Moss is regarded as a menace by gardeners who seek to eradicate it from their lawns. Now researchers all over the world are exploring how moss, algae and plants could be used as a source of renewable energy in the future.
A team of designers and scientists at Cambridge University will be exhibiting a novel moss table at the London Design Festival later this week. The prototype table will showcase an emerging technology called biophotovoltaics (BPV) which uses the natural process of photosynthesis to generate electrical energy.
Featuring biological fuel cells made from moss, the table has been created as a vision of the future by Alex Driver and Carlos Peralta from Cambridge’s Institute for Manufacturing and Paolo Bombelli from the University’s Chemical Engineering and Biotechnology Department.
Still at early stages, biophotovoltaics has the potential to power small devices such as digital clocks. Low cost biophotovoltaics devices may become competitive alternatives to conventional renewable technologies such as bio-fuels in the next ten years.
The appeal of biophotovoltaics lies in its ability to harness a natural process that takes place all around us. Photosynthesis occurs when plants convert carbon dioxide from the atmosphere into organic compounds using energy from sunlight. Plants use these organic compounds – carbohydrates, proteins and lipids – to grow.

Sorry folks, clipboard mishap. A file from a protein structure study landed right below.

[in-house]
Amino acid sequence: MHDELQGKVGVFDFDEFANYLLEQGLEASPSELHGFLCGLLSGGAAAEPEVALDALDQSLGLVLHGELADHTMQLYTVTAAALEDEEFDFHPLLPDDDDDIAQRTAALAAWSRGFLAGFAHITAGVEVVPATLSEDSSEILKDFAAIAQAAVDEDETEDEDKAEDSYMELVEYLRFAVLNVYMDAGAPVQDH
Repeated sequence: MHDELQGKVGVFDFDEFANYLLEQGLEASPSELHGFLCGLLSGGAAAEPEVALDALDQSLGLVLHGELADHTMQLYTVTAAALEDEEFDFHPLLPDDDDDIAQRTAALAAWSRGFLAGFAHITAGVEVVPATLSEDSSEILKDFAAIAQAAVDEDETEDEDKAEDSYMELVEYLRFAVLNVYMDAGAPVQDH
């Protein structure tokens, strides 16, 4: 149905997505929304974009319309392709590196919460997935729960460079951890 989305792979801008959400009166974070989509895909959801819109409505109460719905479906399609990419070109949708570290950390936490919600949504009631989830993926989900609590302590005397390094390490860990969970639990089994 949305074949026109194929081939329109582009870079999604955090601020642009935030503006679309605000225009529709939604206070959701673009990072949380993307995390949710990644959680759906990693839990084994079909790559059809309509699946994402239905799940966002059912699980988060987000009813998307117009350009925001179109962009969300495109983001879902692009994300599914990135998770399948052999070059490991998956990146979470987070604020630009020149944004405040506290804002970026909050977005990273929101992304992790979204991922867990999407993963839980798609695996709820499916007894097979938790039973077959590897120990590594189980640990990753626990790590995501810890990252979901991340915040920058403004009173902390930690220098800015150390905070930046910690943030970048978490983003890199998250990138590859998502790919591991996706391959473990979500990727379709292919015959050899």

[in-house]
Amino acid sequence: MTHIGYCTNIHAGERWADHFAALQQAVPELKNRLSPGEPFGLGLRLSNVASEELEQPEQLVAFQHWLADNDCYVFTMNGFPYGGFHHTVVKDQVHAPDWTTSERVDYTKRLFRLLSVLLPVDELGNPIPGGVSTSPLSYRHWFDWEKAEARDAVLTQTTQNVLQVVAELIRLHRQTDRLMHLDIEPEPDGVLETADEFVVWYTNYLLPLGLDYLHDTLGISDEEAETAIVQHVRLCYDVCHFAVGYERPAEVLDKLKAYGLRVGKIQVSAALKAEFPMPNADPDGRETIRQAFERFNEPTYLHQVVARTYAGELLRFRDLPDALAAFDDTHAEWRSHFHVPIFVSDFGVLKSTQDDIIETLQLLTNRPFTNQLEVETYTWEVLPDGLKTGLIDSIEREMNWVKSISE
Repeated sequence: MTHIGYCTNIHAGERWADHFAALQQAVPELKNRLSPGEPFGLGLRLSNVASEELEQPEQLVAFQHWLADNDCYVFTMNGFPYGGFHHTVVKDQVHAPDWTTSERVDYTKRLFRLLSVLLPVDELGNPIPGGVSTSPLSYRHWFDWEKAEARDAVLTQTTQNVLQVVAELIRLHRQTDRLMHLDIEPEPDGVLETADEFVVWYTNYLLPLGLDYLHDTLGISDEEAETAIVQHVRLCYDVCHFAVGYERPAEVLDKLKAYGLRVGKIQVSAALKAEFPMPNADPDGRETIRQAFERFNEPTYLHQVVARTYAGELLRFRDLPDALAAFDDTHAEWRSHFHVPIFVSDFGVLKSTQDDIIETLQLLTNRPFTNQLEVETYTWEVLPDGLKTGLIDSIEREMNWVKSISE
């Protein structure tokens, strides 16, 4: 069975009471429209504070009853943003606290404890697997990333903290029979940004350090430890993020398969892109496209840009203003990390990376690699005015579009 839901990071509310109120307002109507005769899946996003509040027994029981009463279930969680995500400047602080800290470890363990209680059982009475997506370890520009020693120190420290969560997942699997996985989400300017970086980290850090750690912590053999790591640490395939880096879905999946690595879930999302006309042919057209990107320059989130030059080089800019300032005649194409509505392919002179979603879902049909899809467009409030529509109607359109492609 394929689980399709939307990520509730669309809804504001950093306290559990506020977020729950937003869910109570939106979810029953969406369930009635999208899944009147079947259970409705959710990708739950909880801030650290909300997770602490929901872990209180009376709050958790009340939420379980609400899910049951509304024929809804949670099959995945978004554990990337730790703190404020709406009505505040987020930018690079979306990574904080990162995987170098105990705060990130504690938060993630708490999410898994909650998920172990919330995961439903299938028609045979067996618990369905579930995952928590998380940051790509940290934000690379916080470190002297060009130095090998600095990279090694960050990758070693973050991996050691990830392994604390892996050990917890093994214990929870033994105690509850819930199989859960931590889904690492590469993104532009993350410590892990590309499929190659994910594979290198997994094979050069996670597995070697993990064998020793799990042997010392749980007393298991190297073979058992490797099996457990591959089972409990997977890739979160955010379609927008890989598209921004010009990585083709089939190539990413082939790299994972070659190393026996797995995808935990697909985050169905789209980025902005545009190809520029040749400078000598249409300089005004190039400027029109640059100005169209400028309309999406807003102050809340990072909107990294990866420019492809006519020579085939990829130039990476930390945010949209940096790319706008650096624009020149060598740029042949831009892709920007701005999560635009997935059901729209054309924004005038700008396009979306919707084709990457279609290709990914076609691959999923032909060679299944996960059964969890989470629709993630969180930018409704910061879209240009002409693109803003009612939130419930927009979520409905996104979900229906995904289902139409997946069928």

When the moss photosynthesises it releases some of these organic compounds into the soil which contains symbiotic bacteria. The bacteria break down the compounds, which they need to survive, liberating by-products that include electrons. The table designed by the Cambridge University team captures these electrons to produce an electrical current.
Carlos Peralta said: “The moss table provides us with a vision of the future. It suggests a world in which self-sustaining organic-synthetic hybrid objects surround us, and supply us with our daily needs in a clean and environmentally friendly manner.”
Looking into the future, possible applications for biophotovoltaics include solar panels, power stations and generators. Currently at concept stage, these are envisaged as sustainable solutions to pressing problems across the world – including the growing need for energy and fresh water from vulnerable communities.
“A modular system of biological solar panels would be mounted on to the roof of a building to supply it with a portion of its energy requirements,” explained Alex Driver “A biophotovoltaic power station would comprise giant algae-coated lily-pads floating on the surface of the ocean near the coastline, generating energy for local communities. A biophotovoltaic generator would feature algae solar collectors mounted on floating buoys and anchored just offshore to generate energy and harvest desalinated water, which is a waste product of one of the chemical reactions occurring in the device.”